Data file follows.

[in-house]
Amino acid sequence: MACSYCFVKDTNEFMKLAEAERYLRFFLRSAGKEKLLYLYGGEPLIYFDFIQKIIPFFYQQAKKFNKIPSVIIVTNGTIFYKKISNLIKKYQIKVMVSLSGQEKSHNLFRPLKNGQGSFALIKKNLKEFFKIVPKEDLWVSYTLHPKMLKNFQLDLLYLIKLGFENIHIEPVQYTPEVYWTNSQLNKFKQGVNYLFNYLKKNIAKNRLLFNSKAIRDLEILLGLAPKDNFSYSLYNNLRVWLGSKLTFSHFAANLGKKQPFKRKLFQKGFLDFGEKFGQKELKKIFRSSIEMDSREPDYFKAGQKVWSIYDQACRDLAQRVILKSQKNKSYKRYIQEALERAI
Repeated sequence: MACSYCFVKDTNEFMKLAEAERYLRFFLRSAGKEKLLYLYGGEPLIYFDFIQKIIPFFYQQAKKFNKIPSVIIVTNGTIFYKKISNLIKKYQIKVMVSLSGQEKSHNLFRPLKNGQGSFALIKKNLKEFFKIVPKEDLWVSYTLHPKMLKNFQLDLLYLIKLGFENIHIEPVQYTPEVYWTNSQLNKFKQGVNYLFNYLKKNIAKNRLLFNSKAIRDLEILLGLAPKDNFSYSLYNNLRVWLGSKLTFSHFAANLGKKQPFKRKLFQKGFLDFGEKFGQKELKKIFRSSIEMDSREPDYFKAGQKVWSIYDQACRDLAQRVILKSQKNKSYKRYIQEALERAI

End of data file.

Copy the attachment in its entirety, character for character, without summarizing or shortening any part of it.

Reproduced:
[in-house]
Amino acid sequence: MACSYCFVKDTNEFMKLAEAERYLRFFLRSAGKEKLLYLYGGEPLIYFDFIQKIIPFFYQQAKKFNKIPSVIIVTNGTIFYKKISNLIKKYQIKVMVSLSGQEKSHNLFRPLKNGQGSFALIKKNLKEFFKIVPKEDLWVSYTLHPKMLKNFQLDLLYLIKLGFENIHIEPVQYTPEVYWTNSQLNKFKQGVNYLFNYLKKNIAKNRLLFNSKAIRDLEILLGLAPKDNFSYSLYNNLRVWLGSKLTFSHFAANLGKKQPFKRKLFQKGFLDFGEKFGQKELKKIFRSSIEMDSREPDYFKAGQKVWSIYDQACRDLAQRVILKSQKNKSYKRYIQEALERAI
Repeated sequence: MACSYCFVKDTNEFMKLAEAERYLRFFLRSAGKEKLLYLYGGEPLIYFDFIQKIIPFFYQQAKKFNKIPSVIIVTNGTIFYKKISNLIKKYQIKVMVSLSGQEKSHNLFRPLKNGQGSFALIKKNLKEFFKIVPKEDLWVSYTLHPKMLKNFQLDLLYLIKLGFENIHIEPVQYTPEVYWTNSQLNKFKQGVNYLFNYLKKNIAKNRLLFNSKAIRDLEILLGLAPKDNFSYSLYNNLRVWLGSKLTFSHFAANLGKKQPFKRKLFQKGFLDFGEKFGQKELKKIFRSSIEMDSREPDYFKAGQKVWSIYDQACRDLAQRVILKSQKNKSYKRYIQEALERAI